Renewable energy companies in the United States might lose a friend in the coming months.

Conservative Republicans are trying to kill the Export-Import Bank, the independent and self-sustaining federal agency founded during the Great Depression that helps finance the purchase of American-made goods and services by overseas buyers. The bank’s current authorization expires at the close of business on September 30 if Congress doesn’t act.

The Ex-Im Bank is fairly obscure (at least, it was before Republicans targeted it), but it does drive a fair amount of business. It rang up 3,842 financing authorizations in the 2013 fiscal year -- loan guarantees, mostly, but also direct loans and export credit insurance -- backing exports worth $37.4 billion. Renewable energy had a $257 million piece of that pie.

And the cost to taxpayers? According to a recent report (PDF) from the Congressional Research Service, after covering operating expenses and loan loss reserves, “Ex-Im Bank provided $1.1 billion to the U.S. Treasury in FY2013.”

That’s right, the taxpayers actually made money off of the Ex-Im Bank.

Yet critics say the bank is an affront to free-market principles, rewarding the politically well-connected and even putting taxpayer dollars at grave risk. That critique is reflected in this statement from Rep. Jeb Hensarling (R-Texas), the leading voice in opposition to the bank’s continued existence, at a June hearing of the House Financial Services Committee, which he chairs: “The Bank ostensibly makes loans backed by taxpayers that the private sector is unwilling to make. If private creditors are unwilling to engage in these transactions...why should the American taxpayer?”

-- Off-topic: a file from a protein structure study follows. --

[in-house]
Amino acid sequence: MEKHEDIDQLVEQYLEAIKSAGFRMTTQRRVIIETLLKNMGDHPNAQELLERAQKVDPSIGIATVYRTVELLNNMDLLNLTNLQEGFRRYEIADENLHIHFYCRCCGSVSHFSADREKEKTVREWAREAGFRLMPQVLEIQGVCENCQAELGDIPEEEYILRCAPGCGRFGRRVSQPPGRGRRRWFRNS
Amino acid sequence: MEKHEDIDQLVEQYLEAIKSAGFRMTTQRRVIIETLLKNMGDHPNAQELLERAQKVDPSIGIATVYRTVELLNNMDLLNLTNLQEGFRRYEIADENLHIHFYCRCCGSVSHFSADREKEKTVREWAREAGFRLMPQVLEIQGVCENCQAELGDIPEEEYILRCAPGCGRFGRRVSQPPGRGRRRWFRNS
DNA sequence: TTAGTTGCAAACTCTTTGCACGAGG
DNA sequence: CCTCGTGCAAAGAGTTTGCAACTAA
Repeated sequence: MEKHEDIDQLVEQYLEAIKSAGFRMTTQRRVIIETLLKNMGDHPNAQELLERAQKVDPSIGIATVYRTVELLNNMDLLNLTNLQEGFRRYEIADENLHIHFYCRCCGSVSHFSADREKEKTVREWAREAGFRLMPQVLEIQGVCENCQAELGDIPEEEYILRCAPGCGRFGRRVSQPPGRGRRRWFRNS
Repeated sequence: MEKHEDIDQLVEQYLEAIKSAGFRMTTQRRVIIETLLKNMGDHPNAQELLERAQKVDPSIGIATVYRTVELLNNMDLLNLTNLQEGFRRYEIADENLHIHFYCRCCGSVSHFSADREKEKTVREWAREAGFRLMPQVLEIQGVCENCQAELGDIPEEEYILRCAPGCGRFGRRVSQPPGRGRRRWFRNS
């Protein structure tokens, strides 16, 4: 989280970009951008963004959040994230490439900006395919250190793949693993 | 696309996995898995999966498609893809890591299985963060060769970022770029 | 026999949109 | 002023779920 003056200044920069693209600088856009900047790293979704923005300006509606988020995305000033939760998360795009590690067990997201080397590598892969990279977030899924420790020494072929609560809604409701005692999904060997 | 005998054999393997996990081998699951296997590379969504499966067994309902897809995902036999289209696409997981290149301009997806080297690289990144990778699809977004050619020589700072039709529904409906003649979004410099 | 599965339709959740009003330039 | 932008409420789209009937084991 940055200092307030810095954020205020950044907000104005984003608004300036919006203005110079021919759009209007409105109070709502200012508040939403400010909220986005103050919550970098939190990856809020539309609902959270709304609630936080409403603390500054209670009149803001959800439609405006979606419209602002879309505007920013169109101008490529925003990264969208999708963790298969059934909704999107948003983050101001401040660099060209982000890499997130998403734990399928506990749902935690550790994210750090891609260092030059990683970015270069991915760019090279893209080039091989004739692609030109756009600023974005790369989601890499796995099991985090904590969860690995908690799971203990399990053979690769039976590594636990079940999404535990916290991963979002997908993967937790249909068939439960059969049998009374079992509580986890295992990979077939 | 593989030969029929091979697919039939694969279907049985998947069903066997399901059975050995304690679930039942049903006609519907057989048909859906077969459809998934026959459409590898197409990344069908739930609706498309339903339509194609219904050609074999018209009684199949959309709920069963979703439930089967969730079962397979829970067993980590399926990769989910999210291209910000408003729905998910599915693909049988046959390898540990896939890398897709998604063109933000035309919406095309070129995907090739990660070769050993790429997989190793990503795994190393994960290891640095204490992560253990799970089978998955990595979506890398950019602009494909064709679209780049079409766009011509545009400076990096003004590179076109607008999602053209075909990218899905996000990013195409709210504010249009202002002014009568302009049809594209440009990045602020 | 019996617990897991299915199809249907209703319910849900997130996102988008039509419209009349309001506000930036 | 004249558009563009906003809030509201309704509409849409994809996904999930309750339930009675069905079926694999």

Supporters reply that one big reason is that companies from other countries are getting similar support. Renewable energy companies add that long project timelines and the nascent nature of many renewable energy technologies and applications can make obtaining financing nearly impossible overseas.

These arguments jibe with the experiences of Steve Wilburn, CEO of California-based FirmGreen, a player in a biogas project sited at a Brazilian landfill that was aided three years ago by a $48.6 million loan supported by the Ex-Im Bank. At a House hearing in June, Wilburn testified that with no financing assistance available from his commercial bank, he was advised by his Brazilian colleague to “contact his ECA” -- export credit agency.

“I was embarrassed,” Wilburn testified. “I had to ask him what 'ECA' meant.” Wilburn said he discovered that competitors on the project were boasting of finance support from their home country ECAs -- Air Liquide though France’s Compagnie Française d’Assurance pour le Commerce Extérieur, and Linde through Germany’s Euler Hermes Kreditversicherungs-AG.

The Novo Gramacho project was ultimately completed and is now operating, producing fuel-grade biomethane gas that helps power a local refinery as well as food-grade liquid CO2, all with the help of FirmGreen’s VerdeControls plant control software and VerdeWatts energy management system. FirmGreen estimates that the project generated 165 U.S. jobs, including those at FirmGreen itself and at other U.S. companies that were involved along the way.

Opponents have tried to focus the Ex-Im Bank debate on the bank’s support for big customers -- S&P recently estimated that the bank has supported up to 30 percent of Boeing’s jet deliveries in the past four years, according to a Wall Street Journal story. But Karl Gawell, executive director of the Geothermal Energy Association, said that ignores much of the bank’s work in renewable energy.